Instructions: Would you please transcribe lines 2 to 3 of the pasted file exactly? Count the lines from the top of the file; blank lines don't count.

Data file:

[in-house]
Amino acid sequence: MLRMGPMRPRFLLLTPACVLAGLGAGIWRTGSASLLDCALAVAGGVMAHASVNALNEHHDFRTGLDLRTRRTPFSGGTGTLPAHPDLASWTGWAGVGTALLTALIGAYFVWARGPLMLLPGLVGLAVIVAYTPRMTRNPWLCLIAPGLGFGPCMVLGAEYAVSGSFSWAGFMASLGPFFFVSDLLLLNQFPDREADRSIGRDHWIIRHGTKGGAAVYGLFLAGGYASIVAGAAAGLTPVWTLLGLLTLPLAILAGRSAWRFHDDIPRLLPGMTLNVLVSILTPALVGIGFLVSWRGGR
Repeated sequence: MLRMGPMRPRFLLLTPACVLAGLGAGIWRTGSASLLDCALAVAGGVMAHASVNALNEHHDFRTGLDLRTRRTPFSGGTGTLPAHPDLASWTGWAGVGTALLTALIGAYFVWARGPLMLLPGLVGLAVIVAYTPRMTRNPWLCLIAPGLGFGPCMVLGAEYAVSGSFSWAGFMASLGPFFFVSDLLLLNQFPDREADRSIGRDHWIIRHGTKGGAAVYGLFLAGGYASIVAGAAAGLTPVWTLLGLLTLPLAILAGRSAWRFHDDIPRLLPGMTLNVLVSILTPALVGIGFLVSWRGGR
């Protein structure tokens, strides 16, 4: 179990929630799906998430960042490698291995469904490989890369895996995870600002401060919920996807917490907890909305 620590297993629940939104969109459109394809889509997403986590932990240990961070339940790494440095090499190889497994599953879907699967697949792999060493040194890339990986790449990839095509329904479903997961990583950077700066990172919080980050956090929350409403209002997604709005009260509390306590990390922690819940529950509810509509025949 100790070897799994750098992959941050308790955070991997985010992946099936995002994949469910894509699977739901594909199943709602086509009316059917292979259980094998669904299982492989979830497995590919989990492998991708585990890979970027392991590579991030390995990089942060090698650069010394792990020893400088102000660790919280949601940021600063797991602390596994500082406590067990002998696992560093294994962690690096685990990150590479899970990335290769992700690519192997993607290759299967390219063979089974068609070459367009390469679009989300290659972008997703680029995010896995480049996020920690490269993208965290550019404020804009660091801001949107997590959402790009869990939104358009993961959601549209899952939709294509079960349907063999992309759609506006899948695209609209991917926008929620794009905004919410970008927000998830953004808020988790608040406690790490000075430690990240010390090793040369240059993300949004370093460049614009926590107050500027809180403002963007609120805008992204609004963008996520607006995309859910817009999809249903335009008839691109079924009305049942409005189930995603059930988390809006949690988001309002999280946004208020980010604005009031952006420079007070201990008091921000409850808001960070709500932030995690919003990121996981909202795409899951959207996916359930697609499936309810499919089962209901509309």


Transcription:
Amino acid sequence: MLRMGPMRPRFLLLTPACVLAGLGAGIWRTGSASLLDCALAVAGGVMAHASVNALNEHHDFRTGLDLRTRRTPFSGGTGTLPAHPDLASWTGWAGVGTALLTALIGAYFVWARGPLMLLPGLVGLAVIVAYTPRMTRNPWLCLIAPGLGFGPCMVLGAEYAVSGSFSWAGFMASLGPFFFVSDLLLLNQFPDREADRSIGRDHWIIRHGTKGGAAVYGLFLAGGYASIVAGAAAGLTPVWTLLGLLTLPLAILAGRSAWRFHDDIPRLLPGMTLNVLVSILTPALVGIGFLVSWRGGR
Repeated sequence: MLRMGPMRPRFLLLTPACVLAGLGAGIWRTGSASLLDCALAVAGGVMAHASVNALNEHHDFRTGLDLRTRRTPFSGGTGTLPAHPDLASWTGWAGVGTALLTALIGAYFVWARGPLMLLPGLVGLAVIVAYTPRMTRNPWLCLIAPGLGFGPCMVLGAEYAVSGSFSWAGFMASLGPFFFVSDLLLLNQFPDREADRSIGRDHWIIRHGTKGGAAVYGLFLAGGYASIVAGAAAGLTPVWTLLGLLTLPLAILAGRSAWRFHDDIPRLLPGMTLNVLVSILTPALVGIGFLVSWRGGR